Quite a few people told me I would really like Riga, and despite the fact that I saw even less of it than I did Tallinn, I entirely agree. For the record, I should say that I’m quite easy to please if you bribe me with sugar, and within my first two hours in Riga I had been given a free bar of chocolate. I had meet Eric from the States getting off the bus, who happened to be staying in the same hostel as me and we were walking around town together when a man approached us on the street. Now usually I’m quite wary of people who may be asking for money in the street, but when they’re carrying a bulging messenger bag and dressed all in purple with ‘Milka’ emblazoned across their chest you’re probably safe. He told us Milka were promoting compassion, or something, and we should hug and kiss our loved ones more often, so I gave Eric a hug and we were both rewarded with free large bars of chocolatey goodness. Then I hugged the Milka guy, because frankly anyone who gives me chocolate counts as a loved one. So really, after that how could I not like Riga?
Riga is sort of similar to Tallinn in that it centres around an old town – here there are fewer mediaeval buildings, but around 800 Art Nouveau ones.
We didn’t see anywhere near all of them, particularly since we were too busy chatting to notice much on the first afternoon, but the next day we went to seek out this lovely lady who (assuming we managed to find the right building) was voted Miss Art Nouveau in a city wide beauty contest.
I don’t have a lot else to note from day one, but in the evening we meet up with Eric’s friend Dean from Israel and we went out to eat in Ala, which was a pain in the bum to find, but had unbelievably awesome and cheap food, and very strong hemp and ginger beer.
We then went out to find a sports bar at Dean’s request as Tel Aviv were playing Real Madrid in the basketball final – it wasn’t easy to find a bar playing the game as there was a local team playing ice hockey at the same time but it was worth the effort when a very last minute overtime victory led to Dean hugging the television.
(I’m not going to pretend I understand basketball now, mostly I was just staring at the players wondering how human beings can be so stretched out and gangly)
On the next day we took a free tour (we had to look for a guy with a yellow suitcase, which I guess is a good way to stand out, but must be annoying to carry round). Mostly we were taken outside of the old town to be shown the alternative side to Riga. This would have been great if I was here for a while, but I think we were both hoping to hear a bit more about the old town as we knew nothing about it. Still, it was a decent tour and you can’t argue with free.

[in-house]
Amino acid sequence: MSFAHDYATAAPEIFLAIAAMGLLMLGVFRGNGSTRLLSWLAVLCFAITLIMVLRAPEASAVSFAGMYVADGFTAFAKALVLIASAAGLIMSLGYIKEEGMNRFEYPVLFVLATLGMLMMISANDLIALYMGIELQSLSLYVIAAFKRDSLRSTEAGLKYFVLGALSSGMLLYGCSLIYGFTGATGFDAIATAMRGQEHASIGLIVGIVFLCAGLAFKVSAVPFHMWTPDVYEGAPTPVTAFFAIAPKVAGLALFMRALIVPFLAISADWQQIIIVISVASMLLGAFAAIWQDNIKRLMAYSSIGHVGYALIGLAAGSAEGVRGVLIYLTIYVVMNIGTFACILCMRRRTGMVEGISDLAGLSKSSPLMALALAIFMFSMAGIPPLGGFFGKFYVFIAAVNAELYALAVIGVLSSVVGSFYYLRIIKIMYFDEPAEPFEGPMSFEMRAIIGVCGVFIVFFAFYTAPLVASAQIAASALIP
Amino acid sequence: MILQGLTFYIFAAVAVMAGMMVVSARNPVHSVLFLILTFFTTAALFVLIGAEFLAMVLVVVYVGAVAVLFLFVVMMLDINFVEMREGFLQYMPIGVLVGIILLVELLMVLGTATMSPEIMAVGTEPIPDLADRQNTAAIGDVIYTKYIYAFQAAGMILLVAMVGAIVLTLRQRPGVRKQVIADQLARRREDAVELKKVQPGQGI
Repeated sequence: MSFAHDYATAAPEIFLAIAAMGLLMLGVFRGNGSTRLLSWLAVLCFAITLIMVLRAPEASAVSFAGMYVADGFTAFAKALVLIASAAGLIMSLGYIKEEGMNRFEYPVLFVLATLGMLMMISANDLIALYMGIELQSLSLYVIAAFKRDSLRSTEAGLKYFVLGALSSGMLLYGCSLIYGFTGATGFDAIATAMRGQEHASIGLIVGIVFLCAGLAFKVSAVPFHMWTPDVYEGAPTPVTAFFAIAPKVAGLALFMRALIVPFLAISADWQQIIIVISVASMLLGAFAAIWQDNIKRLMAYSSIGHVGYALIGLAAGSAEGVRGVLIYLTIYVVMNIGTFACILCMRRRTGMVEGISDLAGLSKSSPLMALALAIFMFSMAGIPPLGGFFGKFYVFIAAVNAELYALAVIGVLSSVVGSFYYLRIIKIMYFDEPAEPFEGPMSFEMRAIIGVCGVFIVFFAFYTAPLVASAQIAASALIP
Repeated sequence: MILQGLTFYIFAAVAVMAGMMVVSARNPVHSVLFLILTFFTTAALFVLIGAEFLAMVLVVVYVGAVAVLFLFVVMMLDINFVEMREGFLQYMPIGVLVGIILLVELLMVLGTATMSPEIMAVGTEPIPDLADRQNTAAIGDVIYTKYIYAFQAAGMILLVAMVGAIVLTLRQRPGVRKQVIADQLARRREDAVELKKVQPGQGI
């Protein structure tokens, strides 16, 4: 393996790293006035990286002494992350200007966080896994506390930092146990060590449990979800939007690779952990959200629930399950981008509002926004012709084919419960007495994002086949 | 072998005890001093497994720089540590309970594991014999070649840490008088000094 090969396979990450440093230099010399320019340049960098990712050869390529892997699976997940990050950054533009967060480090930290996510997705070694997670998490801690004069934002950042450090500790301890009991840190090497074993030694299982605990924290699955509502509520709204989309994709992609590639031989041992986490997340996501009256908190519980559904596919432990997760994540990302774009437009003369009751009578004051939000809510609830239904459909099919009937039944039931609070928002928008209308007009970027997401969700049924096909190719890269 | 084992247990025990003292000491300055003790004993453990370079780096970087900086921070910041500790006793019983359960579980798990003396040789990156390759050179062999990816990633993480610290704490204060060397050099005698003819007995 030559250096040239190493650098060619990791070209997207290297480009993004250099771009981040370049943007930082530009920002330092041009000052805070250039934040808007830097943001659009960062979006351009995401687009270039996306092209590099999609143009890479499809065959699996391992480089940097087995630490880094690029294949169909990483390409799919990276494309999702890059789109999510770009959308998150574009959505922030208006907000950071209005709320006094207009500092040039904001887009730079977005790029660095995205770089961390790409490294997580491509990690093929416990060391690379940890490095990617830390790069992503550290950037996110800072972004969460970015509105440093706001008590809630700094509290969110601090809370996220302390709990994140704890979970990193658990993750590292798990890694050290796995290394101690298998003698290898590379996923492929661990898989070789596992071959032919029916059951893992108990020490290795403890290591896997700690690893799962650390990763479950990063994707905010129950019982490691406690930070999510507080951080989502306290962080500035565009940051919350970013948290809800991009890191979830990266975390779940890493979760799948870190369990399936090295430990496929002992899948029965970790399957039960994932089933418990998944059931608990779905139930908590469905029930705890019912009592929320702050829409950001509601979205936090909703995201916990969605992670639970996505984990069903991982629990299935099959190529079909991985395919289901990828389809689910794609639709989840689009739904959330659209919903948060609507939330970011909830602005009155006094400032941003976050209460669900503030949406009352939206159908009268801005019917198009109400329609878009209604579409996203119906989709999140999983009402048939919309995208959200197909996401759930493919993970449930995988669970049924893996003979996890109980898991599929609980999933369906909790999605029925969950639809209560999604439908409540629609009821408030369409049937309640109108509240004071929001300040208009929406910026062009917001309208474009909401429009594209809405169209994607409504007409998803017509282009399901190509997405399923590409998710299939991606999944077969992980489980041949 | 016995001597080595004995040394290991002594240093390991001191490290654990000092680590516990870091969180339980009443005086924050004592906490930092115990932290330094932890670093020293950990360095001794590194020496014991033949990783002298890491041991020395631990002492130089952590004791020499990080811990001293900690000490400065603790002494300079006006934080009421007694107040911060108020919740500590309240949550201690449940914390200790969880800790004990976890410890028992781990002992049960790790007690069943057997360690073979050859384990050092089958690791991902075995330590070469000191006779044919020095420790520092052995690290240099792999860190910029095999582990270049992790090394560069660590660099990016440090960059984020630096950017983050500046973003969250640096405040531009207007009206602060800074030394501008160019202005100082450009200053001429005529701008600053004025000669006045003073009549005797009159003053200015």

This is the central market, which is freaking huge and would be awesome to buy a picnic in, if we weren’t already fixated on eating burgers for dinner (it was worth it, we went to Street Burgers, where I loaded up a beef burger with bacon, blue cheese, caramelised onions and pesto and easily could have died happy afterwards. This was a bit different to the fast food Hesburger joint where Eric went yesterday in desperation and had a burger tortilla. If it’s possible to roll up a burger, that should be giving off pretty heavy warning signs)
We bought an apple and rhubarb pastry to share for bus breakfast, which sounds pretty stingy until you realise that it was about a square foot in size. I also bought some halva in a plastic bag to take home which is rapidly crumbling and looking less and less legal as the days go by.
A rather wistful looking snail gazing out at the new library building – one of many around the city which are supposedly raising awareness about how slowly the new art museum is being built. Nobody seems to have noticed that if they put the money they spent building snails towards the museum instead it might be going faster…
This is a rather disappointing picture of the orthodox cathedral. Hmm. Sorry about that – we saw it twice before and the gold domes were glittering in the sun and looking gorgeous but each time we headed over there to take photos and got sidetracked by lunch or cider (oh how I love being back in the world of cider), so by the time we eventually went back the sun was a bit low.
Saint Christopher, who is the patron saint of Riga, maybe. They claim he was a giant who used to carry people across the dangerous local river and one night he heard a child crying alone and carried him across to the other side, where the child magically turned into a sack of gold. Then because he was so selfless Christopher used the gold to build the city. This might be a bit of Latvian exaggeration, since he’s also the patron saint of a bunch of other places who also have similar legends, so maybe he just got very savvy about secretly golden children and kept repeating the process at every dangerous river crossing he found. He’s also the patron saint of travelers, so maybe I can thank him for getting me safely back to Europe.
(He looks like he’s asking for a tip for that)
As for one final piece of advice about Riga, perhaps you were wondering if your horse could join you in these lovely restaurants I’ve been recommending?
Sorry, apparently not.